2012 Mercedes-Benz C-Class

By December 16, 2011
2012 Mercedes-Benz C-Class

The compact Mercedes-Benz C-Class is the least expensive of the brand’s offerings. Yet it’s no less a Mercedes-Benz. You’ll find everything you expect from Mercedes-Benz in a C-Class from safety features to predictable driving dynamics.

The 2012 C-Class includes a new coupe body style, while the sedans benefit from a major mid-cycle update.

All 2012 C-Class sedans get all-new interiors and new engines. 2012 Mercedes-Benz C250 models feature a new 1.8-liter turbocharged four-cylinder engine, and 2012 Mercedes-Benz C350 models feature an all-new 3.5-liter V6 more powerful and more fuel efficient than the previous 3.5-liter engine. Styling revisions to the front and rear fascia of the 2012 C-Class sedans signal the changes underneath.

The C-Class Luxury grade feels like a small version of a traditional Mercedes four-door luxury sedan. For drivers who want something sportier, the Sport models provide that. Those who want a street-legal racecar can order an AMG version.

The C-Class offers a terrific driving experience: great driver feedback through the steering, rock-solid, and so stable it’s very difficult to get into trouble. The C-Class chassis tells the driver exactly what the car is doing. And it does this without taking away any of the refinement or comfort that makes driving one a fatigue-free process.

Most C-Class models come with rear-wheel drive, but 4MATIC all-wheel drive is available for improved active safety and winter weather capability.

Compared with Luxury models, Sport models use wider rear tires and wheels, sit more than half an inch lower, use firmer suspension settings, and get a three-spoke steering wheel. The Luxury models ride smoother and are more comfortable for commuting, running errands and everyday driving. You’re less likely to spill your cappuccino in a luxury model. The Sport models are quite sporty and fun to drive on a winding road or at elevated speeds on the open highway. Sport sedans use a different grille with the Mercedes-Benz ringed star in the middle, while the Luxury models have the star perched on top of the hood. Sport models also use AMG-style deeper front air dams, side skirts and rear aprons. AMG versions are distinguished by unique styling cues as well.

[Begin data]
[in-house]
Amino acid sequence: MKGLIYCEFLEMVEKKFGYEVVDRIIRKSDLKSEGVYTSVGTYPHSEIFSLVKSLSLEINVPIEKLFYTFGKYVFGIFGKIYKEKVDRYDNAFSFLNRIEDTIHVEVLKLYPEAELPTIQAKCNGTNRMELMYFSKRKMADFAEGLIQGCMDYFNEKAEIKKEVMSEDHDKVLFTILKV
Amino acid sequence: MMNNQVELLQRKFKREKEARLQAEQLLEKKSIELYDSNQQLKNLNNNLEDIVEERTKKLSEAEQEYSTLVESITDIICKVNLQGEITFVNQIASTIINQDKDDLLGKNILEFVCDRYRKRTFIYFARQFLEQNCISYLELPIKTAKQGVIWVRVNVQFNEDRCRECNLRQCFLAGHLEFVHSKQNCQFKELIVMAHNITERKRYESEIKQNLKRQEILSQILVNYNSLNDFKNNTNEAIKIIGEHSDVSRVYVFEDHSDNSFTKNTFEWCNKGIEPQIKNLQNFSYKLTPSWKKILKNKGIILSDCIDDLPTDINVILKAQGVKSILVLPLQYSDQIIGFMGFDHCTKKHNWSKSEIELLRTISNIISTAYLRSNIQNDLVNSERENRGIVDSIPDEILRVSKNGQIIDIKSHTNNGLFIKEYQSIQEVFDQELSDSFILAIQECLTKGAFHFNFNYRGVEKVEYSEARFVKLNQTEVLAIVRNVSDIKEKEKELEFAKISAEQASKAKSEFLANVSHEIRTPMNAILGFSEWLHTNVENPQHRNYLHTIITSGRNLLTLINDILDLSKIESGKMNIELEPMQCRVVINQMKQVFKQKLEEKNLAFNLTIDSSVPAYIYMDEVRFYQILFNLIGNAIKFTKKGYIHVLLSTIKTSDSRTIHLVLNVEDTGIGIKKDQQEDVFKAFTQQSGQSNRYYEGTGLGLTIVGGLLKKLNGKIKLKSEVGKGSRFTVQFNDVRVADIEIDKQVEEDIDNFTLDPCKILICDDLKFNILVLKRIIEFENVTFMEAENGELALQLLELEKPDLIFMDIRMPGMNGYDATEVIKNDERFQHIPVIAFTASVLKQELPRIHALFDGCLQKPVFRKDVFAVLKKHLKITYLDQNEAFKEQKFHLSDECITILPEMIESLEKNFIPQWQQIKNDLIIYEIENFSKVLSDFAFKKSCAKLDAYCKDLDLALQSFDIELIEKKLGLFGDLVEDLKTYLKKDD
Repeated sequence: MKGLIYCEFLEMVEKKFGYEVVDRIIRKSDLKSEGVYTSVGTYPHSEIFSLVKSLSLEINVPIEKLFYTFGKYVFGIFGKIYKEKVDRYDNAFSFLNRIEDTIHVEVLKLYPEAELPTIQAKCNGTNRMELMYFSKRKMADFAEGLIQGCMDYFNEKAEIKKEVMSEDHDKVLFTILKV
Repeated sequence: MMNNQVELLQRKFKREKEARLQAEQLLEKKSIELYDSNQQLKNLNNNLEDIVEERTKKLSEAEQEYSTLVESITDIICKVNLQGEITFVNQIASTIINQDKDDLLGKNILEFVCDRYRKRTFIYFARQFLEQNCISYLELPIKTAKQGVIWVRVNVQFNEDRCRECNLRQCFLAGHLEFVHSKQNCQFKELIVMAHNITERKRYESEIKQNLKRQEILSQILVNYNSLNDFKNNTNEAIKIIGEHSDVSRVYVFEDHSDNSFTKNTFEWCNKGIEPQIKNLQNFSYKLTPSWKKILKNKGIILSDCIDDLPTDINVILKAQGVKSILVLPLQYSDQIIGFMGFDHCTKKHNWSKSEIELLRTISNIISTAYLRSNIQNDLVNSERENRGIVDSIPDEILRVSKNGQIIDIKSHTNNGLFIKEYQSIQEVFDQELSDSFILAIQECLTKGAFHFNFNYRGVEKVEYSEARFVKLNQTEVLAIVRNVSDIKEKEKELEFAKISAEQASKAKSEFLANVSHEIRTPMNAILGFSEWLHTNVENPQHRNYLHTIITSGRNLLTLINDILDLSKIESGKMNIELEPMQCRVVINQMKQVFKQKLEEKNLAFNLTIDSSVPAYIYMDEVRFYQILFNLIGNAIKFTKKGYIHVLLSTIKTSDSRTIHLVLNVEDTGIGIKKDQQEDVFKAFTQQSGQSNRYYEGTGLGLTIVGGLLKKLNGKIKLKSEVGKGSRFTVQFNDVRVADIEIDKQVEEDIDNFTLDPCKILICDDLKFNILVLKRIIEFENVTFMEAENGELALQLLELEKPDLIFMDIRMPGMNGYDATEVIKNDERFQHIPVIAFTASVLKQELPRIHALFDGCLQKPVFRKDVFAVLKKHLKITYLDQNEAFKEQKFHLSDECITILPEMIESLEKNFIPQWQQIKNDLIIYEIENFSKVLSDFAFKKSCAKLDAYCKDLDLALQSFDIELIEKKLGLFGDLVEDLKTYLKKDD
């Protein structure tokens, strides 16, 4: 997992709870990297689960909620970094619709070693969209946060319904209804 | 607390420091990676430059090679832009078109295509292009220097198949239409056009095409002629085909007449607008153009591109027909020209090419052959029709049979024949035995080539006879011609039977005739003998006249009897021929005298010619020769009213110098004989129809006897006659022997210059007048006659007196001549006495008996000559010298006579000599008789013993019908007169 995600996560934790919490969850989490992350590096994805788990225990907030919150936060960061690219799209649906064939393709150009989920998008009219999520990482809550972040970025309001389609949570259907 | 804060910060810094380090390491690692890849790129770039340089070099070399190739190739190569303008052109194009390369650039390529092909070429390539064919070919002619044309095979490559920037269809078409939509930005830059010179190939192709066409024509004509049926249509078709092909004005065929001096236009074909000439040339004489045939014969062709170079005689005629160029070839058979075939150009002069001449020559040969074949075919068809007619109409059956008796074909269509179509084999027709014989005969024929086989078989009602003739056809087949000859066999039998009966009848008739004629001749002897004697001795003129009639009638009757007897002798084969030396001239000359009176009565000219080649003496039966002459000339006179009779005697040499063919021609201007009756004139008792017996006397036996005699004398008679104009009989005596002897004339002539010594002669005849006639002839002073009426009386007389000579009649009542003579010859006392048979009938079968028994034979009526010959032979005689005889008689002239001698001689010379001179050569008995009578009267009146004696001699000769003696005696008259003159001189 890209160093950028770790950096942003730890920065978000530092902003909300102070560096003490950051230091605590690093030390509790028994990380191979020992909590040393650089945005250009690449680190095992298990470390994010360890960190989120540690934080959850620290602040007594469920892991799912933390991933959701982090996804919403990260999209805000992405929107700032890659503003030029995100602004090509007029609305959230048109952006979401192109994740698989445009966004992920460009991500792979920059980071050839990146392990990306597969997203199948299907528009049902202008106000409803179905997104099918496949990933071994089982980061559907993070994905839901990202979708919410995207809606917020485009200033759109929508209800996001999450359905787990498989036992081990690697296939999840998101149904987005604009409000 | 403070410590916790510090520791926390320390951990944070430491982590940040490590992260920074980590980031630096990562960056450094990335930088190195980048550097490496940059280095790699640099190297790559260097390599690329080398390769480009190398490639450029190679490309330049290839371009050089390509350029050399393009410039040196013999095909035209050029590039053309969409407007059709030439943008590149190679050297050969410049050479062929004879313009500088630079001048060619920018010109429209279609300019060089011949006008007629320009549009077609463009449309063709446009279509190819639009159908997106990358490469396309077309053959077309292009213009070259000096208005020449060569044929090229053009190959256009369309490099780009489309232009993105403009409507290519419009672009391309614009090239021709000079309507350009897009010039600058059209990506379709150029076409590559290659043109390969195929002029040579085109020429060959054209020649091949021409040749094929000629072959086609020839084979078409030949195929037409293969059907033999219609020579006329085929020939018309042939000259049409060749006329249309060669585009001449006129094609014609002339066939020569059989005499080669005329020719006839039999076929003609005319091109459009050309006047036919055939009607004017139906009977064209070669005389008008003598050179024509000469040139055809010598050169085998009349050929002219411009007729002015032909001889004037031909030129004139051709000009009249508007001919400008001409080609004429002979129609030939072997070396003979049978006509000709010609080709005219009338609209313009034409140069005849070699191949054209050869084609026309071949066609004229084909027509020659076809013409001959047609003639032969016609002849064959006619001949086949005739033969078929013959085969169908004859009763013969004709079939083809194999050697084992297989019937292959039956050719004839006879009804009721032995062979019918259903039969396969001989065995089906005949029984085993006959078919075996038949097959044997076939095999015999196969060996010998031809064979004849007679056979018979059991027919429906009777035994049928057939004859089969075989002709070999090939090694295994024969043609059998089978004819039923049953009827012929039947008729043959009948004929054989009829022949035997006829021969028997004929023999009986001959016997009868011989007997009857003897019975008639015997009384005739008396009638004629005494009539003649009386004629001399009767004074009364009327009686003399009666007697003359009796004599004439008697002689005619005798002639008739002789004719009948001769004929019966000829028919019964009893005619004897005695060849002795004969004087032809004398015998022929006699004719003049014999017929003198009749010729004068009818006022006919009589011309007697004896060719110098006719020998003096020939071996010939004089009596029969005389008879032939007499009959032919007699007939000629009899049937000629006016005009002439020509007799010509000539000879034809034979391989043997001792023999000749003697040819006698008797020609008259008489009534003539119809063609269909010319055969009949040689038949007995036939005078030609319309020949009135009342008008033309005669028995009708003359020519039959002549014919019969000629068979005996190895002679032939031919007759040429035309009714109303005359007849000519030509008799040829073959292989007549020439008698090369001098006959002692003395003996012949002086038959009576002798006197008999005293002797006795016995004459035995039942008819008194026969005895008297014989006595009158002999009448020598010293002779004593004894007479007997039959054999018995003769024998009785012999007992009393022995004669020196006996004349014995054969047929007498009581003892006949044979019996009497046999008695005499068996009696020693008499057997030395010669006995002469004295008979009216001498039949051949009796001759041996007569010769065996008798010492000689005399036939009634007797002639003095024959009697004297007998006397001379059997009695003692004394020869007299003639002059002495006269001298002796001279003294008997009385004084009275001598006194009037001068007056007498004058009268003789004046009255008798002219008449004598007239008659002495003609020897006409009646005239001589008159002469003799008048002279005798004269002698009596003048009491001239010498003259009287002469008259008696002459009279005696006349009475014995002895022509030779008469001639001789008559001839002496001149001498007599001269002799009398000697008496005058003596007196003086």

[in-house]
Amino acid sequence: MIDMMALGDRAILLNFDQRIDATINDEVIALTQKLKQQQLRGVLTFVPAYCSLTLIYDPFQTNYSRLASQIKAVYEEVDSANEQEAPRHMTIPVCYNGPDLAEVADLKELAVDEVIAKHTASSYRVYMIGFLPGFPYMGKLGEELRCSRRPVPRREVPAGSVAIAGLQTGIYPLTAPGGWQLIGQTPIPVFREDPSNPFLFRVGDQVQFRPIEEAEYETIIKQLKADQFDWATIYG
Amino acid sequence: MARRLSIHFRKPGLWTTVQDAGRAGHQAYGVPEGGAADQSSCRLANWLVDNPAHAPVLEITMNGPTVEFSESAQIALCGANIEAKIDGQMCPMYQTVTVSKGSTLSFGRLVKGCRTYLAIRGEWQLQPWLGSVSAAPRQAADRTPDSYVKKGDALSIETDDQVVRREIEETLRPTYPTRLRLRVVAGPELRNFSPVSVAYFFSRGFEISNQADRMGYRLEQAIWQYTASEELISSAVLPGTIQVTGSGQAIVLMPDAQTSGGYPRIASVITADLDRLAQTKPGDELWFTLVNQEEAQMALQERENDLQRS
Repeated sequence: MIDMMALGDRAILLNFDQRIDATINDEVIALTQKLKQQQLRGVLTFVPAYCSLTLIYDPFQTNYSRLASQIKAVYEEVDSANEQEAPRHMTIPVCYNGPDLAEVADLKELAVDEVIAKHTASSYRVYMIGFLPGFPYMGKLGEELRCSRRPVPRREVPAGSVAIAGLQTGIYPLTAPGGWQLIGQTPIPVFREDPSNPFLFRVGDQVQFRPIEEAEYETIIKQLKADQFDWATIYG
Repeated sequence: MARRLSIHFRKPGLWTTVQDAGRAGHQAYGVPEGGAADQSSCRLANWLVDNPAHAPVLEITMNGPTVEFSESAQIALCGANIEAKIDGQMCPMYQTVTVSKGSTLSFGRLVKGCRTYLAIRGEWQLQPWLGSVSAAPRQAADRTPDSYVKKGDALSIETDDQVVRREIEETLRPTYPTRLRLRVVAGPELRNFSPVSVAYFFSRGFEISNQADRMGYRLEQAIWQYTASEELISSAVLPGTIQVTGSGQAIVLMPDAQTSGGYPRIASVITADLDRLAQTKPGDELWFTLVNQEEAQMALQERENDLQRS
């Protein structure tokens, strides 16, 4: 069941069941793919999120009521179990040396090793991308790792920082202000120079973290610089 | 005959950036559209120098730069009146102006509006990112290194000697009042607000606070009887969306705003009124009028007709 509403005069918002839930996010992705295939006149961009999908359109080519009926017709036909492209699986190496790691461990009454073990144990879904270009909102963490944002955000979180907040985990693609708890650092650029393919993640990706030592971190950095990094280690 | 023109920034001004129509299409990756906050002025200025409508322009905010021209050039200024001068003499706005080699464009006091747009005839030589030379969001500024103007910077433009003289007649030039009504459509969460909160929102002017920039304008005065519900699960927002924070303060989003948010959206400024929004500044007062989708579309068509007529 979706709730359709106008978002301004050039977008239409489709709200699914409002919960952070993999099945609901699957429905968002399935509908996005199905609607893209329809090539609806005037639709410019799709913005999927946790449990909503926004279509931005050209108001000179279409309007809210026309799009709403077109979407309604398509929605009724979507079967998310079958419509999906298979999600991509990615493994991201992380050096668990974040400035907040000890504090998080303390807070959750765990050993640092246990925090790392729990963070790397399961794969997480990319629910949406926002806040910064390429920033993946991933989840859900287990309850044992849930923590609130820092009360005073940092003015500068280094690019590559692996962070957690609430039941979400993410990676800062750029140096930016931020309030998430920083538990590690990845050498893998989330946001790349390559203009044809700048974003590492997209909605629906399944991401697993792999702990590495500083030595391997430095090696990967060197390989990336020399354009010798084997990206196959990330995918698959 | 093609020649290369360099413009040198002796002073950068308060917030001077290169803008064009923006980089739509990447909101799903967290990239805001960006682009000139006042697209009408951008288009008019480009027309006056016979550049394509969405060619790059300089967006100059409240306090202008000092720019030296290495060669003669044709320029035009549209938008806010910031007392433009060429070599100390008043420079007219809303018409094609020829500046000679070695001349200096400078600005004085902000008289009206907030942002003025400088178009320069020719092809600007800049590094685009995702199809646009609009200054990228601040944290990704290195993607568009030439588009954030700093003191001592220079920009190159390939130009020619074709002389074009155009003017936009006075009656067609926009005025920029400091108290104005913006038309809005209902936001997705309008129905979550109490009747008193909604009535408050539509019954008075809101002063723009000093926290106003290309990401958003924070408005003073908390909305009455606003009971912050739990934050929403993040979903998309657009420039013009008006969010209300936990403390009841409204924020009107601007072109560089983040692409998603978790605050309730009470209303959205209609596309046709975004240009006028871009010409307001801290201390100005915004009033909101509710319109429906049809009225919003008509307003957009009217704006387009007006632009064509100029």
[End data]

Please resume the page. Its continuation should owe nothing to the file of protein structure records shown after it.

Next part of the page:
The C-Class is not a big car, so tall drivers and business-people who transport clients will find they need something bigger, such as an E-Class. But among its primary competition the C-Class is more than merely in the game; it’s a real player.

Model Lineup

The 2012 Mercedes-Benz C-Class is offered in coupe and sedan body styles. Sedan and coupe are available in C250, C350, and C63 AMG models. The C250 comes with a new 201-hp 1.8-liter turbocharged four-cylinder engine. The C350 comes with an all-new 302-hp 3.5-liter V6. Both come with a 7-speed automatic transmission. The racy C63 AMG features a 451-hp 6.2-liter V8 mated to a 7-speed dual-clutch automated manual. The C300 4MATIC sedan has a 228-hp 3.0-liter V6 and all-wheel drive.

The 2012 C250 sedan comes standard with vinyl upholstery, a tilt/telescoping leather-wrapped steering wheel with audio controls, cruise control, interior air filter, 8-way power adjustable driver’s seat with lumbar adjustment, heated power mirrors, power windows, power door locks, remote keyless entry, sunroof, AM/FM/CD/MP3 player, HD radio, auxiliary input jack, USB port, Bluetooth cell-phone link, trip computer, rain-sensing wipers, universal garage door opener, auto-dimming rearview mirror, automatic headlights, theft-deterrent system, front and rear fog lights, and alloy wheels. The C250 Sport ($34,800) gets aluminum interior trim, sport-tuned suspension, and P225/45R17 front and P245/40R17 rear tires. The C250 Luxury ($35,220) comes with Burled Walnut interior trim and P225/45R17 tires.